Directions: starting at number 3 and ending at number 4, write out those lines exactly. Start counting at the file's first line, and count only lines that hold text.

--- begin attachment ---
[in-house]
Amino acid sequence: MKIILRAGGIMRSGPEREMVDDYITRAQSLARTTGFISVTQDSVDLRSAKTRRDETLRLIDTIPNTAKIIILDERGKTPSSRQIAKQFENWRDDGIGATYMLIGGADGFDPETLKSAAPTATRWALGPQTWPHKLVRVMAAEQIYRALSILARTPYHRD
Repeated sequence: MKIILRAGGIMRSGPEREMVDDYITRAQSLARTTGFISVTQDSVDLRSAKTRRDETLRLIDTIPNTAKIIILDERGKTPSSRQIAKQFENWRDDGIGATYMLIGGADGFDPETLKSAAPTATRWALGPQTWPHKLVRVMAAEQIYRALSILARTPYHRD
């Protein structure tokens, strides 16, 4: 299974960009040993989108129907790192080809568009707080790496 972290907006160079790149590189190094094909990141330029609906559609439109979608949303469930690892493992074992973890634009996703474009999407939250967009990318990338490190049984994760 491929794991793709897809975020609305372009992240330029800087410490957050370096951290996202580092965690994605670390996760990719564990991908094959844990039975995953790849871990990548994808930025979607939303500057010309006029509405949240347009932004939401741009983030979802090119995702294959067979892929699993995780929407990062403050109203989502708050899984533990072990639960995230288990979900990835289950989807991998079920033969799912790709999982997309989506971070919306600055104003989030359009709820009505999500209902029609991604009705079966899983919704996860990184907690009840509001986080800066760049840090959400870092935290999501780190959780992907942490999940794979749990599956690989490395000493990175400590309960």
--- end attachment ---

Repeated sequence: MKIILRAGGIMRSGPEREMVDDYITRAQSLARTTGFISVTQDSVDLRSAKTRRDETLRLIDTIPNTAKIIILDERGKTPSSRQIAKQFENWRDDGIGATYMLIGGADGFDPETLKSAAPTATRWALGPQTWPHKLVRVMAAEQIYRALSILARTPYHRD
């Protein structure tokens, strides 16, 4: 299974960009040993989108129907790192080809568009707080790496 972290907006160079790149590189190094094909990141330029609906559609439109979608949303469930690892493992074992973890634009996703474009999407939250967009990318990338490190049984994760 491929794991793709897809975020609305372009992240330029800087410490957050370096951290996202580092965690994605670390996760990719564990991908094959844990039975995953790849871990990548994808930025979607939303500057010309006029509405949240347009932004939401741009983030979802090119995702294959067979892929699993995780929407990062403050109203989502708050899984533990072990639960995230288990979900990835289950989807991998079920033969799912790709999982997309989506971070919306600055104003989030359009709820009505999500209902029609991604009705079966899983919704996860990184907690009840509001986080800066760049840090959400870092935290999501780190959780992907942490999940794979749990599956690989490395000493990175400590309960």